*Father, forgive me for the moments when I take my eyes off of You and Your Son. Give me eyes to see beyond these temporary things and instead to things of eternity and what was done so that I might live in it. Amen.

 

Mankind was designed to seek identity in God. #identity

 

Romans 14:7-8 “For none of us lives to himself, and none of us dies to himself. If we live, we live to the Lord, and if we die, we die to the Lord. So then, whether we live or whether we die, we are the Lord’s.”

 

In the “Self Help” section of any major bookstore throughout the country, one can most likely find a plethora of books on “finding self.” Identity: Your Password to Success, Identity Development, and Identity: A Sociological Perspective are just three that come to mind. Humanity is obsessed with knowing who we are at our cores so that peace with that self can be obtained. This is a human condition and it is purposeful. We were created to seek identity, but the world is looking for it in all the wrong places. All mankind was made to see its identity in God because all that we are and all that we do was designed to be about Him. We were made to belong to Him. Consequently, until we relinquish our ideas about looking for our “true self” in any other place but our Lord, it will be impossible for us to treat anyone else with His love and grace. This is Paul’s point. Divisive, argumentative, and obstinate behavior toward one another can only be eliminated when we know our true identity and for Whom we live. Paul simply states, “We are the Lord’s.” Know this, and know peace.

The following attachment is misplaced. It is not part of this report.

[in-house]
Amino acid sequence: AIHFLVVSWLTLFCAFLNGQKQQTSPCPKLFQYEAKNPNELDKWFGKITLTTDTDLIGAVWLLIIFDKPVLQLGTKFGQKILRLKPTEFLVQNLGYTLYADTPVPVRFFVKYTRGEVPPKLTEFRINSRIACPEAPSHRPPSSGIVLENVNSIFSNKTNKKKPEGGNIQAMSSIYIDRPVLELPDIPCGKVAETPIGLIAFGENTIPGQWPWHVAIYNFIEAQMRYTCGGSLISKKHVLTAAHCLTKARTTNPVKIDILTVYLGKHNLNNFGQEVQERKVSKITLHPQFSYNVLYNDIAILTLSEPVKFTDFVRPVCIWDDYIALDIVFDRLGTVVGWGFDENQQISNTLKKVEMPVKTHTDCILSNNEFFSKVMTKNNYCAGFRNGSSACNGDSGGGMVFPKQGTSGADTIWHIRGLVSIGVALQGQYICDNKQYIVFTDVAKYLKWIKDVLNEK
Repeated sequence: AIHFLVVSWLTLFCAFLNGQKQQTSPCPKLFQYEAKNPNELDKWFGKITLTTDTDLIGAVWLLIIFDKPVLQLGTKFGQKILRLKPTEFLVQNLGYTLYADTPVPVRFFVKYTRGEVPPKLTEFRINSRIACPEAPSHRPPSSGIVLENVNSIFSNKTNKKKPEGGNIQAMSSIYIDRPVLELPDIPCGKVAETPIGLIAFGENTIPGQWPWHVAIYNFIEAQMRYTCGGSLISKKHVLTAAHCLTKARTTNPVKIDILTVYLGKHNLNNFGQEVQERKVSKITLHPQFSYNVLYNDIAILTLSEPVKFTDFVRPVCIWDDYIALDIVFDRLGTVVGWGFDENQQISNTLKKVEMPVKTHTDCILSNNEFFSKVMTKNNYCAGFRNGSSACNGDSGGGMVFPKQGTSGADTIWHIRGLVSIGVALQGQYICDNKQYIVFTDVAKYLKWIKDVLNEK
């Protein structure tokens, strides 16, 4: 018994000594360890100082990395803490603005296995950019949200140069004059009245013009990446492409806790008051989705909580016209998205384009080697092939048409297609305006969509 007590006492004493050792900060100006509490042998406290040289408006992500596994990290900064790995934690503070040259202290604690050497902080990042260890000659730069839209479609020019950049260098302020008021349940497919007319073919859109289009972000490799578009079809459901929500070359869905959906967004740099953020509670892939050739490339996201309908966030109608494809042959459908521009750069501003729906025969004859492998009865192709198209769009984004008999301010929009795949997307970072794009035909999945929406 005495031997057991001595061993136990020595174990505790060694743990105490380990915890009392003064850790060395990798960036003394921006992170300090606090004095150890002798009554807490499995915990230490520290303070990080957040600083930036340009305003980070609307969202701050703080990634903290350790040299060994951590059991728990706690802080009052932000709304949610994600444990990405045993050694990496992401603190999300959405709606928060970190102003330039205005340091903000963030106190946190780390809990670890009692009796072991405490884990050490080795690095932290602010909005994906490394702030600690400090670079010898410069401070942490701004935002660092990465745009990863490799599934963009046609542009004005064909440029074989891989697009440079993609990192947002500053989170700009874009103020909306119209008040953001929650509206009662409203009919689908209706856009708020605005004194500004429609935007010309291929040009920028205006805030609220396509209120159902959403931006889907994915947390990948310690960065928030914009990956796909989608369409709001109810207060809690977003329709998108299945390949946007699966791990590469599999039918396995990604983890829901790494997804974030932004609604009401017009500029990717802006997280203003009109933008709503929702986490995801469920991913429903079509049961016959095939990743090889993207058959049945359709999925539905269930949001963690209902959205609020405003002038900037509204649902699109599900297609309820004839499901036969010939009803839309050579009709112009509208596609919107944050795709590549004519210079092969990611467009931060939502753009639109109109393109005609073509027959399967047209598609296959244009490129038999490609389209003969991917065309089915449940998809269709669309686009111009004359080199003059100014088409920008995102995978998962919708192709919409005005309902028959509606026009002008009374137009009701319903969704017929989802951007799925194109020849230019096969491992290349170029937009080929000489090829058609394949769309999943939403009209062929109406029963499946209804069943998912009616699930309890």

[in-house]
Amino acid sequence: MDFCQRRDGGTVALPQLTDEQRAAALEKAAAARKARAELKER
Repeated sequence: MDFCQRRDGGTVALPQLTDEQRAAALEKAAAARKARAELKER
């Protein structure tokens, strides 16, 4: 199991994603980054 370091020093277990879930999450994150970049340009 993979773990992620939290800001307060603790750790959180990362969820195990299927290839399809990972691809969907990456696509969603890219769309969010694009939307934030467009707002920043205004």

Study/Meditation: What does it mean to have your identity in God? How does this perspective dictate appropriate behavior and responses to others?

 

*Father, I am Yours and I rejoice that I am. Help me to live as Your child, placing all that I am in Your hands, my Maker and my God. Amen.